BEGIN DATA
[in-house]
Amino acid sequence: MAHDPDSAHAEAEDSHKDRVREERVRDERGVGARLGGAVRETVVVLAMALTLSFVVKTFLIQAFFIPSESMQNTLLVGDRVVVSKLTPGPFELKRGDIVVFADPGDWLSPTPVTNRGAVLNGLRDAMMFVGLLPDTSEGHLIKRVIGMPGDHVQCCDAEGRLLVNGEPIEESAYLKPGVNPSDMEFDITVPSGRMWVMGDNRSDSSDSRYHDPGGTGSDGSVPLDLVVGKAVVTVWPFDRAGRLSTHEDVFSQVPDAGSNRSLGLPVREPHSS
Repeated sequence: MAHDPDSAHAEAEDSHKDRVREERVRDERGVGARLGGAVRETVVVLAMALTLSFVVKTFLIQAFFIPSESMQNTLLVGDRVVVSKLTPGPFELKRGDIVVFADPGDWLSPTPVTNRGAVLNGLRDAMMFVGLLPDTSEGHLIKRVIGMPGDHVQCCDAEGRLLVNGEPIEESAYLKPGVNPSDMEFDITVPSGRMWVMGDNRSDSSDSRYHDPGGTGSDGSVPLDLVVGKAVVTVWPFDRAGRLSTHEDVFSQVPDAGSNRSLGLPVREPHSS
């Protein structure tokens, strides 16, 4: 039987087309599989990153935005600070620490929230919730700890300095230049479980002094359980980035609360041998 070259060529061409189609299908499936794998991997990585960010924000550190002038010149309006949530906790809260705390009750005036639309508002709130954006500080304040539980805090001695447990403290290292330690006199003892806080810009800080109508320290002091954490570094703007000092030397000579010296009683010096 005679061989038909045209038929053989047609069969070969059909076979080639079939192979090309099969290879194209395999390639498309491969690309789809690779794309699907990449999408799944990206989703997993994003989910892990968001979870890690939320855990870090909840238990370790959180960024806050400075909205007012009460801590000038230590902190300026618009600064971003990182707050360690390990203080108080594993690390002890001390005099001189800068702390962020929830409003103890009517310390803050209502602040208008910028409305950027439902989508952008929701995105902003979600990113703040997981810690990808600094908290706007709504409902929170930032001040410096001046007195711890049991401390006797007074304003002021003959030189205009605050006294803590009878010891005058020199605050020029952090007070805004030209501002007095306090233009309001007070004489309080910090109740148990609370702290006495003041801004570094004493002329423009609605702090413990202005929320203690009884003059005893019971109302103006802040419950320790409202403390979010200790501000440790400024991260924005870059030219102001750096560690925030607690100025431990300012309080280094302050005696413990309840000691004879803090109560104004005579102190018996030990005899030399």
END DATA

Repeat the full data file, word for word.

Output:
[in-house]
Amino acid sequence: MAHDPDSAHAEAEDSHKDRVREERVRDERGVGARLGGAVRETVVVLAMALTLSFVVKTFLIQAFFIPSESMQNTLLVGDRVVVSKLTPGPFELKRGDIVVFADPGDWLSPTPVTNRGAVLNGLRDAMMFVGLLPDTSEGHLIKRVIGMPGDHVQCCDAEGRLLVNGEPIEESAYLKPGVNPSDMEFDITVPSGRMWVMGDNRSDSSDSRYHDPGGTGSDGSVPLDLVVGKAVVTVWPFDRAGRLSTHEDVFSQVPDAGSNRSLGLPVREPHSS
Repeated sequence: MAHDPDSAHAEAEDSHKDRVREERVRDERGVGARLGGAVRETVVVLAMALTLSFVVKTFLIQAFFIPSESMQNTLLVGDRVVVSKLTPGPFELKRGDIVVFADPGDWLSPTPVTNRGAVLNGLRDAMMFVGLLPDTSEGHLIKRVIGMPGDHVQCCDAEGRLLVNGEPIEESAYLKPGVNPSDMEFDITVPSGRMWVMGDNRSDSSDSRYHDPGGTGSDGSVPLDLVVGKAVVTVWPFDRAGRLSTHEDVFSQVPDAGSNRSLGLPVREPHSS
């Protein structure tokens, strides 16, 4: 039987087309599989990153935005600070620490929230919730700890300095230049479980002094359980980035609360041998 070259060529061409189609299908499936794998991997990585960010924000550190002038010149309006949530906790809260705390009750005036639309508002709130954006500080304040539980805090001695447990403290290292330690006199003892806080810009800080109508320290002091954490570094703007000092030397000579010296009683010096 005679061989038909045209038929053989047609069969070969059909076979080639079939192979090309099969290879194209395999390639498309491969690309789809690779794309699907990449999408799944990206989703997993994003989910892990968001979870890690939320855990870090909840238990370790959180960024806050400075909205007012009460801590000038230590902190300026618009600064971003990182707050360690390990203080108080594993690390002890001390005099001189800068702390962020929830409003103890009517310390803050209502602040208008910028409305950027439902989508952008929701995105902003979600990113703040997981810690990808600094908290706007709504409902929170930032001040410096001046007195711890049991401390006797007074304003002021003959030189205009605050006294803590009878010891005058020199605050020029952090007070805004030209501002007095306090233009309001007070004489309080910090109740148990609370702290006495003041801004570094004493002329423009609605702090413990202005929320203690009884003059005893019971109302103006802040419950320790409202403390979010200790501000440790400024991260924005870059030219102001750096560690925030607690100025431990300012309080280094302050005696413990309840000691004879803090109560104004005579102190018996030990005899030399």